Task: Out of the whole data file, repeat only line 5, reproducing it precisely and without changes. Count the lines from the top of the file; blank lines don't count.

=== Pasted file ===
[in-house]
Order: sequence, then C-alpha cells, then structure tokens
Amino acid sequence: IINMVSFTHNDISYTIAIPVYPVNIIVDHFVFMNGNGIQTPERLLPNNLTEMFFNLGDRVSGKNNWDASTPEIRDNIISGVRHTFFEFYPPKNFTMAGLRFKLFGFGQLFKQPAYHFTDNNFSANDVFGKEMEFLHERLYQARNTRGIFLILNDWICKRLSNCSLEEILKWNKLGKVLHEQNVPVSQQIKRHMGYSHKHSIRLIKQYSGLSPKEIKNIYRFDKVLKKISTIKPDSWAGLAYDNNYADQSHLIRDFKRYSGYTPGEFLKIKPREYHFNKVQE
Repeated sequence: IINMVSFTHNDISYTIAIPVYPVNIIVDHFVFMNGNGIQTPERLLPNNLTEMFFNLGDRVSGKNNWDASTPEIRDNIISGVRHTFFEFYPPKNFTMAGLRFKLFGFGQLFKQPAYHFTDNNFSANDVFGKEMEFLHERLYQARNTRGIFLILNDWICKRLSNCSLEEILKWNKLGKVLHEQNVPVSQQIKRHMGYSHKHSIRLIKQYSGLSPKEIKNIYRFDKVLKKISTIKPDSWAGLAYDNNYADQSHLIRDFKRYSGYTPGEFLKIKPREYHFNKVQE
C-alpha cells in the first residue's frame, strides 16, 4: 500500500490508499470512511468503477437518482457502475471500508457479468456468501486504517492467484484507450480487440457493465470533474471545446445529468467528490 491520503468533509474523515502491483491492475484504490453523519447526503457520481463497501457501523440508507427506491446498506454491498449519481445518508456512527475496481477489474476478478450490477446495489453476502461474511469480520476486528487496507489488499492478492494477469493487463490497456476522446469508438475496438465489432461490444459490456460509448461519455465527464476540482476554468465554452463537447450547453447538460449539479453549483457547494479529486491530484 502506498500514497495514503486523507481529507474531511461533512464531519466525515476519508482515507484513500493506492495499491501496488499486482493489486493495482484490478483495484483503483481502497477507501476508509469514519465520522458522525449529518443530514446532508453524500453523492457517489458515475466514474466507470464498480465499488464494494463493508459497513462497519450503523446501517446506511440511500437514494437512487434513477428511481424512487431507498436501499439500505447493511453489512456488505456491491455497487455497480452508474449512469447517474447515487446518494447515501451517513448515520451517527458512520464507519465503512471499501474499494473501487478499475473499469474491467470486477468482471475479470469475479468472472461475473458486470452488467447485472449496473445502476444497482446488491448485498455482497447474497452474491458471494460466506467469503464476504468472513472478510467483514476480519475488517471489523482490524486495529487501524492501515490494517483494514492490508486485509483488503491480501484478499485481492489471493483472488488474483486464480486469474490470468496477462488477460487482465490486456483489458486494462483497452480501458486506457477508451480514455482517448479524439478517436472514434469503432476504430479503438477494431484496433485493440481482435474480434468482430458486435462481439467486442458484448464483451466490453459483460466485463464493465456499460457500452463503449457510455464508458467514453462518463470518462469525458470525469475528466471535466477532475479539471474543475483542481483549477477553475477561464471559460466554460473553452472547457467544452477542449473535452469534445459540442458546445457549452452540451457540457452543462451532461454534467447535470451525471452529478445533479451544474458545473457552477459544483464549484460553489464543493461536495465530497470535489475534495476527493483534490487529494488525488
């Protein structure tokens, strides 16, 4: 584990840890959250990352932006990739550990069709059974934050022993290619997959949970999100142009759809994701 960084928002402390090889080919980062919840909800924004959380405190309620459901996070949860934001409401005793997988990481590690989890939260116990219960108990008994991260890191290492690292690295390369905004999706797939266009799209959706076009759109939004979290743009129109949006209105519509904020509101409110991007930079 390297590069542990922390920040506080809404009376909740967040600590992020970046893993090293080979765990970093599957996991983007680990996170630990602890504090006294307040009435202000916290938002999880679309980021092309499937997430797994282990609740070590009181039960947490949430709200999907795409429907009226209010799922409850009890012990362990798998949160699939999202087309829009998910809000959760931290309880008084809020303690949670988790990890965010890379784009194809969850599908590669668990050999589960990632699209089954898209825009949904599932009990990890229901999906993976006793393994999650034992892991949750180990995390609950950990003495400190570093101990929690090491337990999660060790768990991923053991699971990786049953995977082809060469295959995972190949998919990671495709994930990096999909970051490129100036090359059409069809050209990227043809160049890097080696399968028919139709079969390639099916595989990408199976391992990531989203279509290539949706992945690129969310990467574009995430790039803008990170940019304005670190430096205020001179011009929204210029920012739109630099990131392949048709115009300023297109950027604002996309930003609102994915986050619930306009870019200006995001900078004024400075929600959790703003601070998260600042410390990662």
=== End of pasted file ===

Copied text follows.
C-alpha cells in the first residue's frame, strides 16, 4: 500500500490508499470512511468503477437518482457502475471500508457479468456468501486504517492467484484507450480487440457493465470533474471545446445529468467528490 491520503468533509474523515502491483491492475484504490453523519447526503457520481463497501457501523440508507427506491446498506454491498449519481445518508456512527475496481477489474476478478450490477446495489453476502461474511469480520476486528487496507489488499492478492494477469493487463490497456476522446469508438475496438465489432461490444459490456460509448461519455465527464476540482476554468465554452463537447450547453447538460449539479453549483457547494479529486491530484 502506498500514497495514503486523507481529507474531511461533512464531519466525515476519508482515507484513500493506492495499491501496488499486482493489486493495482484490478483495484483503483481502497477507501476508509469514519465520522458522525449529518443530514446532508453524500453523492457517489458515475466514474466507470464498480465499488464494494463493508459497513462497519450503523446501517446506511440511500437514494437512487434513477428511481424512487431507498436501499439500505447493511453489512456488505456491491455497487455497480452508474449512469447517474447515487446518494447515501451517513448515520451517527458512520464507519465503512471499501474499494473501487478499475473499469474491467470486477468482471475479470469475479468472472461475473458486470452488467447485472449496473445502476444497482446488491448485498455482497447474497452474491458471494460466506467469503464476504468472513472478510467483514476480519475488517471489523482490524486495529487501524492501515490494517483494514492490508486485509483488503491480501484478499485481492489471493483472488488474483486464480486469474490470468496477462488477460487482465490486456483489458486494462483497452480501458486506457477508451480514455482517448479524439478517436472514434469503432476504430479503438477494431484496433485493440481482435474480434468482430458486435462481439467486442458484448464483451466490453459483460466485463464493465456499460457500452463503449457510455464508458467514453462518463470518462469525458470525469475528466471535466477532475479539471474543475483542481483549477477553475477561464471559460466554460473553452472547457467544452477542449473535452469534445459540442458546445457549452452540451457540457452543462451532461454534467447535470451525471452529478445533479451544474458545473457552477459544483464549484460553489464543493461536495465530497470535489475534495476527493483534490487529494488525488